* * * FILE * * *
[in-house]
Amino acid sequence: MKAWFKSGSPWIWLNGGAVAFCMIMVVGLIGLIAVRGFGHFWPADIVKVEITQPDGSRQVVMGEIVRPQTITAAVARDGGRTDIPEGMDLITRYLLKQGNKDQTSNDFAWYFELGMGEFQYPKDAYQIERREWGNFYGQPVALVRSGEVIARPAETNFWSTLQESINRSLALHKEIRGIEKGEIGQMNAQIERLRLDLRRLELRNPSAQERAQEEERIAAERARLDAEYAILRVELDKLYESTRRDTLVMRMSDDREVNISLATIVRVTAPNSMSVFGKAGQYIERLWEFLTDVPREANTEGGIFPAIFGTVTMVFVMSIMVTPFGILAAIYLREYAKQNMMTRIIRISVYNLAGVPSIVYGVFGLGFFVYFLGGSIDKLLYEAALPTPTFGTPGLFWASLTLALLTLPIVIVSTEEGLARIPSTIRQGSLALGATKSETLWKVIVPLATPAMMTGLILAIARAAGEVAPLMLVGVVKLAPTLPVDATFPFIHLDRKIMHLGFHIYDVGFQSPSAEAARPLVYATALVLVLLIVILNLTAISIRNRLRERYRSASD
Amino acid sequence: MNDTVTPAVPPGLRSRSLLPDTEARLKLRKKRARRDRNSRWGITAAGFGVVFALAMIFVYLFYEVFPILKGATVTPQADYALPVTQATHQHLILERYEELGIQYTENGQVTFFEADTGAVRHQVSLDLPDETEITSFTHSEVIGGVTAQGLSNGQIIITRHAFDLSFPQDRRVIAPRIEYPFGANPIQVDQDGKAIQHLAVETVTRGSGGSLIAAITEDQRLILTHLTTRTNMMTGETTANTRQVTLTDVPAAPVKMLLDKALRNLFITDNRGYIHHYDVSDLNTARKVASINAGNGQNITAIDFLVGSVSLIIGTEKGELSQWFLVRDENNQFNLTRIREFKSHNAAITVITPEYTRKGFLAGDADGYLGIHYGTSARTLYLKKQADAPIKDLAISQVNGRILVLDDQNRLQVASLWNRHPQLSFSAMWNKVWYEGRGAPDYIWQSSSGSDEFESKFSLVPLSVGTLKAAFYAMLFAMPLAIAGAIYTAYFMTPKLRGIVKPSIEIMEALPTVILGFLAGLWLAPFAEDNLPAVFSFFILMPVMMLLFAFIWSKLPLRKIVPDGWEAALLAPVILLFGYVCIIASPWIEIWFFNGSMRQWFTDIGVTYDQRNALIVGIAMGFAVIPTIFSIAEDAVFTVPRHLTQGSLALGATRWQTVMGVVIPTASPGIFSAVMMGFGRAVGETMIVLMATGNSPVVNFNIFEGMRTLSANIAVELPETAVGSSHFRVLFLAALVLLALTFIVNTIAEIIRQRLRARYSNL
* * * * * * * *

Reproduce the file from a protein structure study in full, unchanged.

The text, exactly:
[in-house]
Amino acid sequence: MKAWFKSGSPWIWLNGGAVAFCMIMVVGLIGLIAVRGFGHFWPADIVKVEITQPDGSRQVVMGEIVRPQTITAAVARDGGRTDIPEGMDLITRYLLKQGNKDQTSNDFAWYFELGMGEFQYPKDAYQIERREWGNFYGQPVALVRSGEVIARPAETNFWSTLQESINRSLALHKEIRGIEKGEIGQMNAQIERLRLDLRRLELRNPSAQERAQEEERIAAERARLDAEYAILRVELDKLYESTRRDTLVMRMSDDREVNISLATIVRVTAPNSMSVFGKAGQYIERLWEFLTDVPREANTEGGIFPAIFGTVTMVFVMSIMVTPFGILAAIYLREYAKQNMMTRIIRISVYNLAGVPSIVYGVFGLGFFVYFLGGSIDKLLYEAALPTPTFGTPGLFWASLTLALLTLPIVIVSTEEGLARIPSTIRQGSLALGATKSETLWKVIVPLATPAMMTGLILAIARAAGEVAPLMLVGVVKLAPTLPVDATFPFIHLDRKIMHLGFHIYDVGFQSPSAEAARPLVYATALVLVLLIVILNLTAISIRNRLRERYRSASD
Amino acid sequence: MNDTVTPAVPPGLRSRSLLPDTEARLKLRKKRARRDRNSRWGITAAGFGVVFALAMIFVYLFYEVFPILKGATVTPQADYALPVTQATHQHLILERYEELGIQYTENGQVTFFEADTGAVRHQVSLDLPDETEITSFTHSEVIGGVTAQGLSNGQIIITRHAFDLSFPQDRRVIAPRIEYPFGANPIQVDQDGKAIQHLAVETVTRGSGGSLIAAITEDQRLILTHLTTRTNMMTGETTANTRQVTLTDVPAAPVKMLLDKALRNLFITDNRGYIHHYDVSDLNTARKVASINAGNGQNITAIDFLVGSVSLIIGTEKGELSQWFLVRDENNQFNLTRIREFKSHNAAITVITPEYTRKGFLAGDADGYLGIHYGTSARTLYLKKQADAPIKDLAISQVNGRILVLDDQNRLQVASLWNRHPQLSFSAMWNKVWYEGRGAPDYIWQSSSGSDEFESKFSLVPLSVGTLKAAFYAMLFAMPLAIAGAIYTAYFMTPKLRGIVKPSIEIMEALPTVILGFLAGLWLAPFAEDNLPAVFSFFILMPVMMLLFAFIWSKLPLRKIVPDGWEAALLAPVILLFGYVCIIASPWIEIWFFNGSMRQWFTDIGVTYDQRNALIVGIAMGFAVIPTIFSIAEDAVFTVPRHLTQGSLALGATRWQTVMGVVIPTASPGIFSAVMMGFGRAVGETMIVLMATGNSPVVNFNIFEGMRTLSANIAVELPETAVGSSHFRVLFLAALVLLALTFIVNTIAEIIRQRLRARYSNL